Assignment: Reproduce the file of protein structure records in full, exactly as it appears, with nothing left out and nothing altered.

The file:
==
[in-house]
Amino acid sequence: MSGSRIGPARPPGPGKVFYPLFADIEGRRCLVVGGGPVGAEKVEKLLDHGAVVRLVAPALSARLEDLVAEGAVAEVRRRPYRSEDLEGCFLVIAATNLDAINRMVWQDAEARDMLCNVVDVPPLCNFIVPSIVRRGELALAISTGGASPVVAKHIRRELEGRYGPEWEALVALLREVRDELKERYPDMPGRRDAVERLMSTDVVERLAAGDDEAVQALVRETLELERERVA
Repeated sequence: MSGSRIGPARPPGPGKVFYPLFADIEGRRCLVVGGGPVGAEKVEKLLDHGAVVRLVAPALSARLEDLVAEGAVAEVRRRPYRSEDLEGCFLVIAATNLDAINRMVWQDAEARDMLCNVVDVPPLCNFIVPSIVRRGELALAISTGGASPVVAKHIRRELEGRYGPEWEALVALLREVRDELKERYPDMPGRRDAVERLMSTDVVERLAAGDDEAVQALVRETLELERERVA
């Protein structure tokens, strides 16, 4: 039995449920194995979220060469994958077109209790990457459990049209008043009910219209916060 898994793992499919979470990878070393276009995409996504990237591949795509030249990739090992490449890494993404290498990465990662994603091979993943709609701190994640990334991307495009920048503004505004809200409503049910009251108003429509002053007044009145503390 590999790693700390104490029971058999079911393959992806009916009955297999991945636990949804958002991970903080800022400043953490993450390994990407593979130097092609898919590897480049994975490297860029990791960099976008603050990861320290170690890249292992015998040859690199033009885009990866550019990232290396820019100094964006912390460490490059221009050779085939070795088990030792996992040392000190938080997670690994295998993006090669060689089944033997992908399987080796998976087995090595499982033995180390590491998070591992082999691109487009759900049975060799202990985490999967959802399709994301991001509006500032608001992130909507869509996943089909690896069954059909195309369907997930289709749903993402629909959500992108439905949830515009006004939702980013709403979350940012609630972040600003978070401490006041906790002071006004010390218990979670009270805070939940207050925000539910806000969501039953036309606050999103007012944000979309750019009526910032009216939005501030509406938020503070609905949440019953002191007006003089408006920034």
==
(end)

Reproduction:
[in-house]
Amino acid sequence: MSGSRIGPARPPGPGKVFYPLFADIEGRRCLVVGGGPVGAEKVEKLLDHGAVVRLVAPALSARLEDLVAEGAVAEVRRRPYRSEDLEGCFLVIAATNLDAINRMVWQDAEARDMLCNVVDVPPLCNFIVPSIVRRGELALAISTGGASPVVAKHIRRELEGRYGPEWEALVALLREVRDELKERYPDMPGRRDAVERLMSTDVVERLAAGDDEAVQALVRETLELERERVA
Repeated sequence: MSGSRIGPARPPGPGKVFYPLFADIEGRRCLVVGGGPVGAEKVEKLLDHGAVVRLVAPALSARLEDLVAEGAVAEVRRRPYRSEDLEGCFLVIAATNLDAINRMVWQDAEARDMLCNVVDVPPLCNFIVPSIVRRGELALAISTGGASPVVAKHIRRELEGRYGPEWEALVALLREVRDELKERYPDMPGRRDAVERLMSTDVVERLAAGDDEAVQALVRETLELERERVA
């Protein structure tokens, strides 16, 4: 039995449920194995979220060469994958077109209790990457459990049209008043009910219209916060 898994793992499919979470990878070393276009995409996504990237591949795509030249990739090992490449890494993404290498990465990662994603091979993943709609701190994640990334991307495009920048503004505004809200409503049910009251108003429509002053007044009145503390 590999790693700390104490029971058999079911393959992806009916009955297999991945636990949804958002991970903080800022400043953490993450390994990407593979130097092609898919590897480049994975490297860029990791960099976008603050990861320290170690890249292992015998040859690199033009885009990866550019990232290396820019100094964006912390460490490059221009050779085939070795088990030792996992040392000190938080997670690994295998993006090669060689089944033997992908399987080796998976087995090595499982033995180390590491998070591992082999691109487009759900049975060799202990985490999967959802399709994301991001509006500032608001992130909507869509996943089909690896069954059909195309369907997930289709749903993402629909959500992108439905949830515009006004939702980013709403979350940012609630972040600003978070401490006041906790002071006004010390218990979670009270805070939940207050925000539910806000969501039953036309606050999103007012944000979309750019009526910032009216939005501030509406938020503070609905949440019953002191007006003089408006920034």